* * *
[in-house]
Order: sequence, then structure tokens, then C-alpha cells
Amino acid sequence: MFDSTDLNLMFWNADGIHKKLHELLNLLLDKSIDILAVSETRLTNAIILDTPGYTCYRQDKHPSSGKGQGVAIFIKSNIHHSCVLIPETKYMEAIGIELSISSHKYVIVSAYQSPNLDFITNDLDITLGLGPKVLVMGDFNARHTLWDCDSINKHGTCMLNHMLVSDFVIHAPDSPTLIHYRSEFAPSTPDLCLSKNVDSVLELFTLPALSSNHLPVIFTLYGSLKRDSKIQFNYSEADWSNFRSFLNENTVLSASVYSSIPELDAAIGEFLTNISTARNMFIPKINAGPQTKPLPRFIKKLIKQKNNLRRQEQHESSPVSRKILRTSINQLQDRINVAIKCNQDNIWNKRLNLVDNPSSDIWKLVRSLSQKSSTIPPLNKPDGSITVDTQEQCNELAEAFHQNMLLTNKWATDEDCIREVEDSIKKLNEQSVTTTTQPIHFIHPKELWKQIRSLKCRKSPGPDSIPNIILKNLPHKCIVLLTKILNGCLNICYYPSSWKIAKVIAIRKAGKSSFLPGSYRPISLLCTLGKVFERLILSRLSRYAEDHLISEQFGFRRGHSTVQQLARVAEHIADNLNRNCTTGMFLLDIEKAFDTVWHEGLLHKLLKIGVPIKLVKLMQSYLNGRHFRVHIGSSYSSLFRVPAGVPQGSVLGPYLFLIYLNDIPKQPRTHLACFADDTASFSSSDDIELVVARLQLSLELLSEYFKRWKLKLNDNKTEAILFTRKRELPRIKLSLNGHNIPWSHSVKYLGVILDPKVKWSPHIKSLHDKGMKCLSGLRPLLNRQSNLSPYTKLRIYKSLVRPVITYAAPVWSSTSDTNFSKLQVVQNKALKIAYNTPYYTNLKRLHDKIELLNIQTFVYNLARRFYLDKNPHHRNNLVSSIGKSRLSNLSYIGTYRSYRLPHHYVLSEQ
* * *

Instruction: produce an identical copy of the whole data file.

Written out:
[in-house]
Order: sequence, then structure tokens, then C-alpha cells
Amino acid sequence: MFDSTDLNLMFWNADGIHKKLHELLNLLLDKSIDILAVSETRLTNAIILDTPGYTCYRQDKHPSSGKGQGVAIFIKSNIHHSCVLIPETKYMEAIGIELSISSHKYVIVSAYQSPNLDFITNDLDITLGLGPKVLVMGDFNARHTLWDCDSINKHGTCMLNHMLVSDFVIHAPDSPTLIHYRSEFAPSTPDLCLSKNVDSVLELFTLPALSSNHLPVIFTLYGSLKRDSKIQFNYSEADWSNFRSFLNENTVLSASVYSSIPELDAAIGEFLTNISTARNMFIPKINAGPQTKPLPRFIKKLIKQKNNLRRQEQHESSPVSRKILRTSINQLQDRINVAIKCNQDNIWNKRLNLVDNPSSDIWKLVRSLSQKSSTIPPLNKPDGSITVDTQEQCNELAEAFHQNMLLTNKWATDEDCIREVEDSIKKLNEQSVTTTTQPIHFIHPKELWKQIRSLKCRKSPGPDSIPNIILKNLPHKCIVLLTKILNGCLNICYYPSSWKIAKVIAIRKAGKSSFLPGSYRPISLLCTLGKVFERLILSRLSRYAEDHLISEQFGFRRGHSTVQQLARVAEHIADNLNRNCTTGMFLLDIEKAFDTVWHEGLLHKLLKIGVPIKLVKLMQSYLNGRHFRVHIGSSYSSLFRVPAGVPQGSVLGPYLFLIYLNDIPKQPRTHLACFADDTASFSSSDDIELVVARLQLSLELLSEYFKRWKLKLNDNKTEAILFTRKRELPRIKLSLNGHNIPWSHSVKYLGVILDPKVKWSPHIKSLHDKGMKCLSGLRPLLNRQSNLSPYTKLRIYKSLVRPVITYAAPVWSSTSDTNFSKLQVVQNKALKIAYNTPYYTNLKRLHDKIELLNIQTFVYNLARRFYLDKNPHHRNNLVSSIGKSRLSNLSYIGTYRSYRLPHHYVLSEQ